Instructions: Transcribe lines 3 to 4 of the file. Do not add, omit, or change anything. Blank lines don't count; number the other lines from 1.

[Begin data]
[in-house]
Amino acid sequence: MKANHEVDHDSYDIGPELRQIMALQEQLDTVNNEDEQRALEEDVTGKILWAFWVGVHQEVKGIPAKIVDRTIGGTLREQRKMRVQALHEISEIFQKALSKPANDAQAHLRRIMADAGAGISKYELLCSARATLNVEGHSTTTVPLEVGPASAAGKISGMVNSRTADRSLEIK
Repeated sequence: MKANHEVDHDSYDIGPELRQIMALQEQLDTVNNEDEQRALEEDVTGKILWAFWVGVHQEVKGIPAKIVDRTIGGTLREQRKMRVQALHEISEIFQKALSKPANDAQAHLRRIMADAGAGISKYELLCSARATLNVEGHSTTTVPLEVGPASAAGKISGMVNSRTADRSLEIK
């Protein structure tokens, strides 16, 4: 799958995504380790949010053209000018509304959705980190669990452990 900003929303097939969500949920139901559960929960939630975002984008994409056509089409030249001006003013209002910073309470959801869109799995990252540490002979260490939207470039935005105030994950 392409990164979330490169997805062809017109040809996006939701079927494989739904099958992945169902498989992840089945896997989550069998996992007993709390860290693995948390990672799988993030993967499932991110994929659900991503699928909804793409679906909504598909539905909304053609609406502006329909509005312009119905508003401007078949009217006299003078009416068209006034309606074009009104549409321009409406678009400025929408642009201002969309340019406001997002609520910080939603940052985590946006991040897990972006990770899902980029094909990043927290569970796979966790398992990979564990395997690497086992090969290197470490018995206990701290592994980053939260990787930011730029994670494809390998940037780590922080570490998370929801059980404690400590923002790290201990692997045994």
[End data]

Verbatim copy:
Repeated sequence: MKANHEVDHDSYDIGPELRQIMALQEQLDTVNNEDEQRALEEDVTGKILWAFWVGVHQEVKGIPAKIVDRTIGGTLREQRKMRVQALHEISEIFQKALSKPANDAQAHLRRIMADAGAGISKYELLCSARATLNVEGHSTTTVPLEVGPASAAGKISGMVNSRTADRSLEIK
């Protein structure tokens, strides 16, 4: 799958995504380790949010053209000018509304959705980190669990452990 900003929303097939969500949920139901559960929960939630975002984008994409056509089409030249001006003013209002910073309470959801869109799995990252540490002979260490939207470039935005105030994950 392409990164979330490169997805062809017109040809996006939701079927494989739904099958992945169902498989992840089945896997989550069998996992007993709390860290693995948390990672799988993030993967499932991110994929659900991503699928909804793409679906909504598909539905909304053609609406502006329909509005312009119905508003401007078949009217006299003078009416068209006034309606074009009104549409321009409406678009400025929408642009201002969309340019406001997002609520910080939603940052985590946006991040897990972006990770899902980029094909990043927290569970796979966790398992990979564990395997690497086992090969290197470490018995206990701290592994980053939260990787930011730029994670494809390998940037780590922080570490998370929801059980404690400590923002790290201990692997045994």